Who’s hardcore?

A friend paid me a huge compliment today – she commented on my “Paleo pregnancy” and said that while she wasn’t as ‘hardcore’ as me, she was inspired by me to make her own healthy choices in her pregnancy.

I was honestly taken aback. Hardcore? Me? The first thing I had to do was set her straight; I was nowhere near hardcore during my pregnancy. Now, at just over 38 weeks, I eat dairy daily. I indulge in ice cream and potato chips. I have a couple of decaf lattes each week. I felt uncomfortable with her thinking I was living a picture of Paleo-perfection.

But then, as I began thinking about what Paleo means to me – using the Paleo framework to make the best choices possible for your own goals and your own body – it occurred to me that maybe I am just a teeny, tiny bit hardcore.

No, my choices don’t line up with the “Eat/Don’t Eat” lists you’ll see on every Paleo website – but, I feel great about them. Breakfast, Lunch, and Dinner are all made at home with protein and vegetables as the core of the meal. The dairy I eat is either a garnish for an otherwise completely Paleo meal, or is a dairy choice that has other health benefits – such as Greek yogurt. The ice cream? Homemade by my talented husband and uses fresh fruit and palm sugar as sweetener. Yes, the potato chips are store bought, yet are organic, gluten-free, and contain only ingredients I could find in my own kitchen. The lattes are probably the only item on my ‘treat’ list that I feel the smallest bit of guilt about…and that’s more because they cost $5 than anything else! I look forward to the day, post-breastfeeding, when I can enjoy some really good, strong black coffee again.

Despite these regular indulgences that take me away from picture-perfect-Paleo, my pregnancy has been remarkably different than my previous one, which was 5 years ago in my pre-Paleo days. Despite being 5 years older, and starting at more-or-less the same weight, I’ve experienced:

- No heartburn
- No edema
- No high blood-pressure
- No terrible back pain
- More energy & better mood overall
- One third the weight gain that I had last time. ONE THIRD!

I still have two weeks to go (or more, depending on when Baby decides to arrive), and of course things like edema and high-blood pressure could rear their ugly heads – but even if they do, I know, deep down, that I’ve given this baby the best shot I could have by making choices that were good for my body and my soul.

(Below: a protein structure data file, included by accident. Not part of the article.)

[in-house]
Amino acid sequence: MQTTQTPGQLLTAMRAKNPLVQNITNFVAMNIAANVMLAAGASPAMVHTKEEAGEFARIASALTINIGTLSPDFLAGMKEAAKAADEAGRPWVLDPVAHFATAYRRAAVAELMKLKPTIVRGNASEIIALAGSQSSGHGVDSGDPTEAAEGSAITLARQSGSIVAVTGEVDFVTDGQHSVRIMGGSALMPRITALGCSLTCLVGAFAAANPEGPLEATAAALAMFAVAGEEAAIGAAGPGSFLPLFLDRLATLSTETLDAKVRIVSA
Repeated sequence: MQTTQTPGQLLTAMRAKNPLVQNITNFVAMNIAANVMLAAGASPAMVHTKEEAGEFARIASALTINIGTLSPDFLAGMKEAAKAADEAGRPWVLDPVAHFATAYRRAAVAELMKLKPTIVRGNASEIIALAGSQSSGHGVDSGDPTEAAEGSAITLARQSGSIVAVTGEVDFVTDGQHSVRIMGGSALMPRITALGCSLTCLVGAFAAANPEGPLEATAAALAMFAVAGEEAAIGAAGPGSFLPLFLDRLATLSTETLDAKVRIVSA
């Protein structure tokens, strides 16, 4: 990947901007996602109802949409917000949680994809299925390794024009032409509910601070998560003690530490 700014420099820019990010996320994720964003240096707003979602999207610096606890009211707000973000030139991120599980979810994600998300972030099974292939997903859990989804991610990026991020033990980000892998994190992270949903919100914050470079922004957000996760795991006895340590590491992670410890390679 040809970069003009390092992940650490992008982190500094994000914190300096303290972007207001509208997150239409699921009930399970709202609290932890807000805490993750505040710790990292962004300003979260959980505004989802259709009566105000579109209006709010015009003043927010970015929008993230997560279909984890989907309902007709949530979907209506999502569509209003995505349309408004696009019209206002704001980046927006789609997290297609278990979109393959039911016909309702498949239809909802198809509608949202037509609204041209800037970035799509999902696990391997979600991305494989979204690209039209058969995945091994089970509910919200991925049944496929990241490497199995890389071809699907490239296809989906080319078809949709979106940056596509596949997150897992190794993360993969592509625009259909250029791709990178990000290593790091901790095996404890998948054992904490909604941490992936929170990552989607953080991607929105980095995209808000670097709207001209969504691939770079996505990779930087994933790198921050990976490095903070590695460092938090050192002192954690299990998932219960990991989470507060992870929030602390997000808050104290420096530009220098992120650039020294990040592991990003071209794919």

And I guess that is pretty hardcore.

SchoolOfRock_hardcore

A Means To What End?

Paleo is a means to an end, but the end is for you to decide. Having said that, if other peoples’ ends and what they call Paleo make you uncomfortable, you probably haven’t really settled on an end that would make you happy.

 

I’m an EPLifefit member, and the coach there, Jason Seib, said that to me about a week ago in a discussion we were having about not being ‘all the way’ Paleo. It really hit home, because I haven’t ever formalized in my head what my ‘end’ is. What am I really trying to achieve…and not just with the way I eat, but with the way I live? To me, they aren’t disconnected.

What do I really want? I say:

“I want to be healthy”, which is true. But how does that manifest itself for me? What is my health end goal?

“I want to be strong”. Yes. But I’ve never quantified strength.

“I want to be fit”. What does that even mean?

While I feel very content in not being hung up an aesthetic or externally motivated goals (I love my body, no matter it’s size and shape), I’ve come to realize that without understanding what health, strength, and fitness really mean to me, they will always be nebulous, and when a goal is nebulous it’s very easy to make compromises as you work towards it.

It’s time to set some concrete goals; goals that are measurable and achievable, goals that will force me to understand the impact of any compromise. Some of these are long-term, but most are short-term, and I will revise them once I reach them.

Health goal: Put my kidney disease back into remission. Eliminate my back pain. Eliminate my frequent headaches.

Strength goal: Do 10 full push-ups, 10 sit-ups, and 10 squats. All with perfect form.

Fitness goal: Take the stairs to my 4th floor office and not be winded.

Even as I write this, a whining voice in the back of my head is saying “but what is ‘the end’”? What will make me truly happy? I called this blog my path to whole health and happiness. I think that perhaps part of my path is discovering what whole health and happiness is, and that discovery, I suspect, is a goal all unto itself.